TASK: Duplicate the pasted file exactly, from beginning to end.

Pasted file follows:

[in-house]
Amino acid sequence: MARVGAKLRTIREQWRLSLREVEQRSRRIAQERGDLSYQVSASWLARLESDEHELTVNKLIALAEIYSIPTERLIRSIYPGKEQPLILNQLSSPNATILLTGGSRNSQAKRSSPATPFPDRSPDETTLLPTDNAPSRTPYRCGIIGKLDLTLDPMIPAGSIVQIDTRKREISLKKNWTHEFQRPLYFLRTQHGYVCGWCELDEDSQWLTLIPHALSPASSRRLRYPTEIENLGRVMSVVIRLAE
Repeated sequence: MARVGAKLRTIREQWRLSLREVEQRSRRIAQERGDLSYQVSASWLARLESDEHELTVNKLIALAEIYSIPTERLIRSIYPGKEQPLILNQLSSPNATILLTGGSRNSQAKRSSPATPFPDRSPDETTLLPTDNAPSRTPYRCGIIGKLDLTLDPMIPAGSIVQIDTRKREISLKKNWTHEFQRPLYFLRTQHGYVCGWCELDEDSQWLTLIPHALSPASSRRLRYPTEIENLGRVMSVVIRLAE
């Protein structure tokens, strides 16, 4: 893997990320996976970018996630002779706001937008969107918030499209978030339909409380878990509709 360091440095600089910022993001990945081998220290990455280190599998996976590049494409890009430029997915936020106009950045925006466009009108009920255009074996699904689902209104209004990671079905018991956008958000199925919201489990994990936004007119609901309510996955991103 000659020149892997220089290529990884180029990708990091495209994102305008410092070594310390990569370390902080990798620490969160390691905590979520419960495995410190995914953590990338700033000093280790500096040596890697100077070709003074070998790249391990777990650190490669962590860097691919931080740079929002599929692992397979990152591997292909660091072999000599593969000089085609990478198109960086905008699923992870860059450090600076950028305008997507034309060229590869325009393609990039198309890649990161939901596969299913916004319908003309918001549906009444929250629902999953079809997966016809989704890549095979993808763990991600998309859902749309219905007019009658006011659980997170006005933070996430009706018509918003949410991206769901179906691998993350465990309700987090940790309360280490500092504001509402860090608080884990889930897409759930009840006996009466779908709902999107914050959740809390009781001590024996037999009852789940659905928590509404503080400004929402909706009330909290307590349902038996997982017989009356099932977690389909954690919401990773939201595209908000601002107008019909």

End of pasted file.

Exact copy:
[in-house]
Amino acid sequence: MARVGAKLRTIREQWRLSLREVEQRSRRIAQERGDLSYQVSASWLARLESDEHELTVNKLIALAEIYSIPTERLIRSIYPGKEQPLILNQLSSPNATILLTGGSRNSQAKRSSPATPFPDRSPDETTLLPTDNAPSRTPYRCGIIGKLDLTLDPMIPAGSIVQIDTRKREISLKKNWTHEFQRPLYFLRTQHGYVCGWCELDEDSQWLTLIPHALSPASSRRLRYPTEIENLGRVMSVVIRLAE
Repeated sequence: MARVGAKLRTIREQWRLSLREVEQRSRRIAQERGDLSYQVSASWLARLESDEHELTVNKLIALAEIYSIPTERLIRSIYPGKEQPLILNQLSSPNATILLTGGSRNSQAKRSSPATPFPDRSPDETTLLPTDNAPSRTPYRCGIIGKLDLTLDPMIPAGSIVQIDTRKREISLKKNWTHEFQRPLYFLRTQHGYVCGWCELDEDSQWLTLIPHALSPASSRRLRYPTEIENLGRVMSVVIRLAE
């Protein structure tokens, strides 16, 4: 893997990320996976970018996630002779706001937008969107918030499209978030339909409380878990509709 360091440095600089910022993001990945081998220290990455280190599998996976590049494409890009430029997915936020106009950045925006466009009108009920255009074996699904689902209104209004990671079905018991956008958000199925919201489990994990936004007119609901309510996955991103 000659020149892997220089290529990884180029990708990091495209994102305008410092070594310390990569370390902080990798620490969160390691905590979520419960495995410190995914953590990338700033000093280790500096040596890697100077070709003074070998790249391990777990650190490669962590860097691919931080740079929002599929692992397979990152591997292909660091072999000599593969000089085609990478198109960086905008699923992870860059450090600076950028305008997507034309060229590869325009393609990039198309890649990161939901596969299913916004319908003309918001549906009444929250629902999953079809997966016809989704890549095979993808763990991600998309859902749309219905007019009658006011659980997170006005933070996430009706018509918003949410991206769901179906691998993350465990309700987090940790309360280490500092504001509402860090608080884990889930897409759930009840006996009466779908709902999107914050959740809390009781001590024996037999009852789940659905928590509404503080400004929402909706009330909290307590349902038996997982017989009356099932977690389909954690919401990773939201595209908000601002107008019909």